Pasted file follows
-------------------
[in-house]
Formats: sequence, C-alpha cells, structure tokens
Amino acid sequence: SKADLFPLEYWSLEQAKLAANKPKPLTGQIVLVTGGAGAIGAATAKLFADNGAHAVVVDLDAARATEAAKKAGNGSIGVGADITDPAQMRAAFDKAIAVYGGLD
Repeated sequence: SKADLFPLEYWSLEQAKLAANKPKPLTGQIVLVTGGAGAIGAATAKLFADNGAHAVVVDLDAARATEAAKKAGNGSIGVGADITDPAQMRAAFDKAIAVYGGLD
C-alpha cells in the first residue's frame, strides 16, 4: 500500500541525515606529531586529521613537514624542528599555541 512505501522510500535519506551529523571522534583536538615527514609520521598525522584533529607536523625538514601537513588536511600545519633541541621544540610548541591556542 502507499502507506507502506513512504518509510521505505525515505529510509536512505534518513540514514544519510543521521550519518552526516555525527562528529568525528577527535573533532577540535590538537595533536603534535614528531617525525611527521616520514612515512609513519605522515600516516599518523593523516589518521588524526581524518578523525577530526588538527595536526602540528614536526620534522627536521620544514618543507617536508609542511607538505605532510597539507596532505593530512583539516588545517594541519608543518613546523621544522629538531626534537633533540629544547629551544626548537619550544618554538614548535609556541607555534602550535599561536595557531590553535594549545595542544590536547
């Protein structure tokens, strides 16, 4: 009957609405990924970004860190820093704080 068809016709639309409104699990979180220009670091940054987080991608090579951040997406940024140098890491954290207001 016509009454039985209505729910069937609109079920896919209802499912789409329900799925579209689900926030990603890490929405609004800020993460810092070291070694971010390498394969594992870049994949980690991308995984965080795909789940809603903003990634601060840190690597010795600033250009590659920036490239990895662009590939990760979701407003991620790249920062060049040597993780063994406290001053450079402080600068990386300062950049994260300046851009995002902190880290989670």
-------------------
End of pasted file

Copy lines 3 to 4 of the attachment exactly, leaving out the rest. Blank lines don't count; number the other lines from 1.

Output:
Amino acid sequence: SKADLFPLEYWSLEQAKLAANKPKPLTGQIVLVTGGAGAIGAATAKLFADNGAHAVVVDLDAARATEAAKKAGNGSIGVGADITDPAQMRAAFDKAIAVYGGLD
Repeated sequence: SKADLFPLEYWSLEQAKLAANKPKPLTGQIVLVTGGAGAIGAATAKLFADNGAHAVVVDLDAARATEAAKKAGNGSIGVGADITDPAQMRAAFDKAIAVYGGLD